People living with high-functioning anxiety and depression usually do not fit the stereotype of either disorder. In fact, many appear to be overachievers. The anxiety can serve as an energizer, driving the person towards achieving his or her goals. It’s later, when in private, that the symptoms of depression tend to emerge. Feelings of self-doubt and self-criticism, fatigue, helplessness or guilt, moodiness, and a desire to avoid interaction with others become intensified. Because the stereotypical image of depression or anxiety doesn’t match up with what people living with high-functioning anxiety and depression “look like,” it is hard to spot, even for sufferers to recognize in themselves. However, the symptoms of high-functioning anxiety and depression are the same as for non-high functioning anxiety and depression. The main difference is the ability to suppress or diminish the appearance of disruptions in life activities.

Many people living with high-functioning anxiety and depression are described as Type-A personalities or overachievers. They often excel at work or appear to be “super mom/dad” and seem to have it all under control. Other people may notice signs of high-functioning anxiety and depression but characterize the behaviors as “anal retentive” quirks or bad habits. And, many times, signs and symptoms of high-functioning depression and anxiety that others observe are given positive attributes, rather than being seen for what they are. For instance, anxiety and worry may be expressed as dwelling on minor details and viewed as perfectionism. What observers generally do not see are the private struggles with stress, sleeplessness, digestive issues, self-criticism, or feelings of sadness and gloom that had to be overcome to attain achievements.

Recognizing the Signs High-Functioning Anxiety and Depression

The signs of high-functioning anxiety and depression can get hidden within seemingly reasonable justifications. Even though one might be holding down a job, going to school, or in a healthy relationship, he or she experiences disruptions in life activities that may not be necessarily obvious. Some of these hidden disruptions can be seen in behaviors such as declining social invitations with the excuse that work has been busy or stressful, sleeping more or sleeping less, and an overreliance on coping mechanisms like excessive exercise, overeating, or overindulging in alcohol or illicit substances.

Other signs of high-functioning anxiety or depression are:

  • Pervasive self-criticism
  • Excessive worry or guilt over past or future decisions
  • An Inability slow down or to feel real joy

The symptoms of high-functioning anxiety and depression, like other forms of anxiety and depression, only get worse over time when not treated.

Complications High-Functioning Anxiety and Depression

Only about one-third of people with anxiety or depression seek treatment.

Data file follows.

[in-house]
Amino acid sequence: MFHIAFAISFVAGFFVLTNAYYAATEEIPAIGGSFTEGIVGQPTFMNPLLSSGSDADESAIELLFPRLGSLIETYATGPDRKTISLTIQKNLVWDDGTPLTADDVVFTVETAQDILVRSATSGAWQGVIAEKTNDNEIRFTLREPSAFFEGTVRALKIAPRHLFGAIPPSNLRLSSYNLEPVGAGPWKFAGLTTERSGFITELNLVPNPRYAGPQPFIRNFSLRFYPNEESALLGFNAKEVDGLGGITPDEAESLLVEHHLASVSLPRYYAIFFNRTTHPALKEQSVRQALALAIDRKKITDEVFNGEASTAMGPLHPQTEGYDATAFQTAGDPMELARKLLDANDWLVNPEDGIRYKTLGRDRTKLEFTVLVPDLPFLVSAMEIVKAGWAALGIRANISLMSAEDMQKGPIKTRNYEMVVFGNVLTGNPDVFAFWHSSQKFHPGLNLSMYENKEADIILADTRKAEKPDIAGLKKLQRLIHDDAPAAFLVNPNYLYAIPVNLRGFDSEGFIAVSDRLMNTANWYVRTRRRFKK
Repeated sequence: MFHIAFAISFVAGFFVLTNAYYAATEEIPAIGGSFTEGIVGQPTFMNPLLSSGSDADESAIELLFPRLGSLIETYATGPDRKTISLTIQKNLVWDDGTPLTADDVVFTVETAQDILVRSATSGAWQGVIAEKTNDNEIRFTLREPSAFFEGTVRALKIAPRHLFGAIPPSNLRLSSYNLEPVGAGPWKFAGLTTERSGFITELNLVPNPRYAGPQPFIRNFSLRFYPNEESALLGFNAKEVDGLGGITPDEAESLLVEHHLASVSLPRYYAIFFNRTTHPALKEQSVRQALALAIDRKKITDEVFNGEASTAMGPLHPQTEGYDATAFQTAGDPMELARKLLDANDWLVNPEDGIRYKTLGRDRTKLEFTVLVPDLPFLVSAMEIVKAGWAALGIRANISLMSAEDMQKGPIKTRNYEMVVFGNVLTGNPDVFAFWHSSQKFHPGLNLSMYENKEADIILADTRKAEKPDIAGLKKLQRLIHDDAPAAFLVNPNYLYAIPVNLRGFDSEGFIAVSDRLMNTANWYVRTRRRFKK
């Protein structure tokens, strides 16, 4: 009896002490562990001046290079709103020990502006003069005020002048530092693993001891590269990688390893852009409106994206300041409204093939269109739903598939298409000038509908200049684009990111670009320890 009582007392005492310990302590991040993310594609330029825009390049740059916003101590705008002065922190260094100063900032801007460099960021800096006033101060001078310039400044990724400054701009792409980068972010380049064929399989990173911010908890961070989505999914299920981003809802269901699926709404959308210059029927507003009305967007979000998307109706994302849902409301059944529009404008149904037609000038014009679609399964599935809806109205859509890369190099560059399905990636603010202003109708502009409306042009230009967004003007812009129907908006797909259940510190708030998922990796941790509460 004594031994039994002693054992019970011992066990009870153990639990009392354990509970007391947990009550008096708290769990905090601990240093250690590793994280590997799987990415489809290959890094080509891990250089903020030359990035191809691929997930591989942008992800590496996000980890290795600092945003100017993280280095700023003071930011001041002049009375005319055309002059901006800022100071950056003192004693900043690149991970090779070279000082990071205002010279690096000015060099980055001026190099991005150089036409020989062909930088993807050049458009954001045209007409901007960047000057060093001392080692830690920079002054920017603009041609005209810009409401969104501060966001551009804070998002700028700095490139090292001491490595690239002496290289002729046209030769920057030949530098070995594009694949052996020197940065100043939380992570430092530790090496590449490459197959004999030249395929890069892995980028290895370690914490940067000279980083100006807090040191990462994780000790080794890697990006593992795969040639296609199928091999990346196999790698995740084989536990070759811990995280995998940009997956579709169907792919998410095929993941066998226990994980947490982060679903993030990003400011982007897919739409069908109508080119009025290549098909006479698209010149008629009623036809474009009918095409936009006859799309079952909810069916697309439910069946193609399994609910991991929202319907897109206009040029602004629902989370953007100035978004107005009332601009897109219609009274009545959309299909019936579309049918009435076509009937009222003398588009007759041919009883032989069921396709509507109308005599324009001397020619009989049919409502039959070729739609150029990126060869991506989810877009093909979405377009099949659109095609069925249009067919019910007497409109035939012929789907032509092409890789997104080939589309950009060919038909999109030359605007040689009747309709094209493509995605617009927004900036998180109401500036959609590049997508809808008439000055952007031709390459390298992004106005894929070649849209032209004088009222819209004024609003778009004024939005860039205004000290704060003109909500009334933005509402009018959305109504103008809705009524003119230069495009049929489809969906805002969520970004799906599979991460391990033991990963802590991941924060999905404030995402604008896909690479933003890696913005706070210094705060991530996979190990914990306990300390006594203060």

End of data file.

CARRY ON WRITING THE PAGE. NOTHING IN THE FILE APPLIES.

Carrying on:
That number tends to be even lower for those who have high-functioning anxiety and depression. Although they may be suffering, they may not realize there is a problem. When high-functioning anxiety and depression is left untreated, a sufferer’s life can diminish to the point where they are surviving rather than thriving.

Another potential complication is that chronic high-functioning anxiety and depression can lead to a variety of other medical and mental health issues when left untreated. Research has shown a correlation between mental health disorder and chronic illness. Evidence points toward changes in the way certain body systems function when mental health disorders are present. Some changes include fluctuations in heart rate and circulation, increased inflammation in the body, metabolic changes, and irregularities with stress hormones. There are also increased risks of diabetes, stroke, cardiovascular disease, and substance abuse. Getting treatment quickly can help prevent high-functioning anxiety and depression from getting worse, or developing into additional medical and mental health issues.

Treatment for Co-Existing High-Functioning Anxiety and Depression

People living with high-functioning anxiety and depression may appear fine, but they are far from being as emotionally and mentally healthy as they could be. Seeking treatment is an important step to improving overall emotional and mental health to its potential level. High-functioning anxiety and depression is very treatable, but often the difficulty is in identifying the signs and symptoms and realizing there is a problem.

High-functioning anxiety and depression is treated the same way as other anxiety and depressive disorders, through psychotherapy and medication. Cognitive behavioral therapy (CBT) combined with antidepressants or anti-anxiety medications can be very effective and shows improved outcomes over treatment that employs only therapy or medication.

Residential treatment at Bridges to Recovery is beneficial for people living with high-functioning anxiety and depression. Our program allows you to get care in a home-like setting, but in a controlled environment away from home and the rigors of daily life.